Federal regulators give a boost to a plan to destroy Klamath dams in California, to save salmon

A proposal to protect migratory salmon from being destroyed by four hydroelectric dams along California’s Klamath River received backing Friday’s Federal Energy Regulatory Commission.

FERC has released the final environmental impact statement evaluating dam demolition plans. The plan will be implemented by FERC commissioners later in the year.

The dam’s operators filed an application to surrender the Lower Klamath Hydroelectric Project on Nov. 17, 2020. It is located on 400 acres federal land in Oregon, California and includes the Copco 1, Copco 2 and Iron Gate Dams.

“The staff of the Commission recommends that the license be surrendered, decommissioned and removed from the project,” reads the abstract of an environmental impact statement.

These dams were licensed originally by FERC under 1954; the new guidelines in 2007 would force PacifiCorp, dam operator to provide fish passages in order for them to relicense their dam.

“PacifiCorp concluded that implementing these conditions would result in operating the project at a loss,” prompting FERC to grant the surrender request.

The hydroelectric dam cut half the river, while low flows and high temperatures caused the river to shrink.

“Coho salmon from the river are listed as threatened under federal and California law, and their population has fallen by anywhere from 52% to 95%. Spring chinook salmon, once the Klamath Basin’s largest run, have dwindled by 98%,” according to the Associated Press.

The FERC report notes that dam demolition has permanent economic benefits.

“Restoration and removal of dams would have positive effects on the income from subsistence fishing and commercial fishing as well as riverine recreation and tourism.” The environmental impact statement states.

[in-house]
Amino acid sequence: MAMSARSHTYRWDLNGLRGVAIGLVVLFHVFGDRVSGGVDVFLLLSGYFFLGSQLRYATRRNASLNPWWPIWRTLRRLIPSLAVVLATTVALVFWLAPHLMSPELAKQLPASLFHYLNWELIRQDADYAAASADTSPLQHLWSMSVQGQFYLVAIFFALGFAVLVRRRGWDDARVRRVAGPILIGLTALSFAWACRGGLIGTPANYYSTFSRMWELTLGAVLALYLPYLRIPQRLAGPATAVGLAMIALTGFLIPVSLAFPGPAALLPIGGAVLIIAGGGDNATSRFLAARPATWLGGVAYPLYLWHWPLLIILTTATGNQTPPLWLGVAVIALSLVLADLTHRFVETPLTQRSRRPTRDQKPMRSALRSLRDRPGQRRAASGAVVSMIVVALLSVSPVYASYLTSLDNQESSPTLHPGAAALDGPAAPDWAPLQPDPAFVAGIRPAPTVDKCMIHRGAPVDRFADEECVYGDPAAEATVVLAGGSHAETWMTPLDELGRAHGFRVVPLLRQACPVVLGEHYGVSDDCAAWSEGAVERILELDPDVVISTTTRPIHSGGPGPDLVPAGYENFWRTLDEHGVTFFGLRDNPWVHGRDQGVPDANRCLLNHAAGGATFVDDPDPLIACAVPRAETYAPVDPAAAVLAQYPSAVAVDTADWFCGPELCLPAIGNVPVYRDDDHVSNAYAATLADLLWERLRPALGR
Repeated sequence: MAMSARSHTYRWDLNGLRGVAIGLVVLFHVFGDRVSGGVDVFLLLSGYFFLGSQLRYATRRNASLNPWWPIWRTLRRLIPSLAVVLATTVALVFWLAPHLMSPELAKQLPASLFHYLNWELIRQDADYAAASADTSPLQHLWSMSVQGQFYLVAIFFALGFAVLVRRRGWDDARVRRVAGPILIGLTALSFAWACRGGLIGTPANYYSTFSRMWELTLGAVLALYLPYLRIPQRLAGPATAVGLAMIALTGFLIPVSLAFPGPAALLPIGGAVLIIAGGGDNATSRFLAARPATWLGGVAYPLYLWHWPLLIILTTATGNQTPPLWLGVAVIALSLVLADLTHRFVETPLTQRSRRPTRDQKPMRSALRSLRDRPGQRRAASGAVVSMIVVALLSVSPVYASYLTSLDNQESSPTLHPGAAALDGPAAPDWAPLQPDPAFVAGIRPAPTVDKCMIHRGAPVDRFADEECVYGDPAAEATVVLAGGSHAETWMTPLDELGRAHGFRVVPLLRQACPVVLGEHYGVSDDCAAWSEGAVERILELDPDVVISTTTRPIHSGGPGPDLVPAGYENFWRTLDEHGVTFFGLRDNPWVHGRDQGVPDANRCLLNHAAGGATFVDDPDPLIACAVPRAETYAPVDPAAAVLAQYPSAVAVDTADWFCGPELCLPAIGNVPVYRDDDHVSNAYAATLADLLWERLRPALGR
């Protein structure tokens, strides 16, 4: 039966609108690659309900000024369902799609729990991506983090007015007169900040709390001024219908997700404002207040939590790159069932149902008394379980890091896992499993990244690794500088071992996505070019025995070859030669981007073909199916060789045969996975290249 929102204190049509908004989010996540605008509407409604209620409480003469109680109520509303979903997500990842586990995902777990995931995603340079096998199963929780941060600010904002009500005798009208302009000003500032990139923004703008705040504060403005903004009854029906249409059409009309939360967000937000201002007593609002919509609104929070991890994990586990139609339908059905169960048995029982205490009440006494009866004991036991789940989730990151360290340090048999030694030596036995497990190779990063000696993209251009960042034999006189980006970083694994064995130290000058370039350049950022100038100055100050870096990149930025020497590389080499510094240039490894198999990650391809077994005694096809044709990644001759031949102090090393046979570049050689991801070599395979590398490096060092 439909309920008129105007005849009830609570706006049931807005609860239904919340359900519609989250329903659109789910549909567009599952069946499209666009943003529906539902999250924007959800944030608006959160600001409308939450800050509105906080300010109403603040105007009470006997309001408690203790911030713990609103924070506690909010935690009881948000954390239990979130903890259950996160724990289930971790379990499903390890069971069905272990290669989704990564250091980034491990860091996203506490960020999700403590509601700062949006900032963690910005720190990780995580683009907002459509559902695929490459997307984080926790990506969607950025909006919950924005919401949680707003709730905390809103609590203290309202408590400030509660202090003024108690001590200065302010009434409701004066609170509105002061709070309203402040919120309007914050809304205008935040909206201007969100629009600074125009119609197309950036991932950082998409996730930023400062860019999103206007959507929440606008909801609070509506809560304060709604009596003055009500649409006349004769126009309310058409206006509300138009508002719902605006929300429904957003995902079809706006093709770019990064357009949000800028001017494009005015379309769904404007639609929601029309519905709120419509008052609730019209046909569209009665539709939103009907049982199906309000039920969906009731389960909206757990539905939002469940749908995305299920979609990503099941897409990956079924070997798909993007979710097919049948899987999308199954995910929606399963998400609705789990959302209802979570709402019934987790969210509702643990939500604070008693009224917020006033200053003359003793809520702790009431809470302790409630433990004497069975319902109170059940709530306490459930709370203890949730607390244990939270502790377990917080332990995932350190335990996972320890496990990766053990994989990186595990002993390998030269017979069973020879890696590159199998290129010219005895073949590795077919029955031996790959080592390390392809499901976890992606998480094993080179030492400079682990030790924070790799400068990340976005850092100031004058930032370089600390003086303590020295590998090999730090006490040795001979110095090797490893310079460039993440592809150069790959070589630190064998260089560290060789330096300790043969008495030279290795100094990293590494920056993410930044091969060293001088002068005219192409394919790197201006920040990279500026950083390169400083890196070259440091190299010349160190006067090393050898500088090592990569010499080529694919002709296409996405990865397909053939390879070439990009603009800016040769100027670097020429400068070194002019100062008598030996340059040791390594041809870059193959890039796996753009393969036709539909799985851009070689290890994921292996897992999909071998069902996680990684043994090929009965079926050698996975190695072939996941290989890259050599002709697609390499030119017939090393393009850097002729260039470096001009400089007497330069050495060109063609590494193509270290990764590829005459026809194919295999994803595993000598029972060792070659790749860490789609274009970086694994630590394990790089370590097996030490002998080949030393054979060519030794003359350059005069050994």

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The operator of Pacificorp’s dam is not opposed to the idea. However, retrofitting the dams’ aging infrastructure in California or federally-required environmental regulations would probably cost more than what the dams generate in energy profit.

“PacifiCorp will likely need to invest hundreds of millions in retrofitting the structures to meet today’s environmental regulations. According to the AP, “The utility said that the electricity from the dams does not make up a substantial part of its power portfolio.”

Local Tribes applaud the FERC report, whose culture places importance on rivers and salmon runs.

“We can see the light at the end of the dam removal tunnel,” Karuk tribal chairman Russell Attebery said in a statement released jointly with the Yurok tribe.

Nonprofits praised the environment impact statement.

“Dam Removal is essential for revitalizing and restoring the Klamath Basin. “It’s the most important thing we can to restore Klamath fishing, boost local economies and improve water quality,” Brian Johnson, of Trout Unlimited, stated in the Yurok Karuk statement.

Amy Cordalis, a member of the Ridges to Riffles Conservation Fund and a Yurok tribe fisherwoman and tribal member, stated in the statement, “This crucial regulatory step is essential for the United States to fulfill its legal obligations, uphold its trust obligation to Klamath River Tribes .”

The dam removal would occur on the Klamath River’s main “stem”, and salmon recovery would depend on riverine tributaries that are healthy.

” Even with the dam being removed from the Klamath’s main stem, there is still a need for healthy tributaries. But relief is on the way for these fish,” said Craig Tucker, natural resources consultant for the Karuk tribe, according to Courthouse News.

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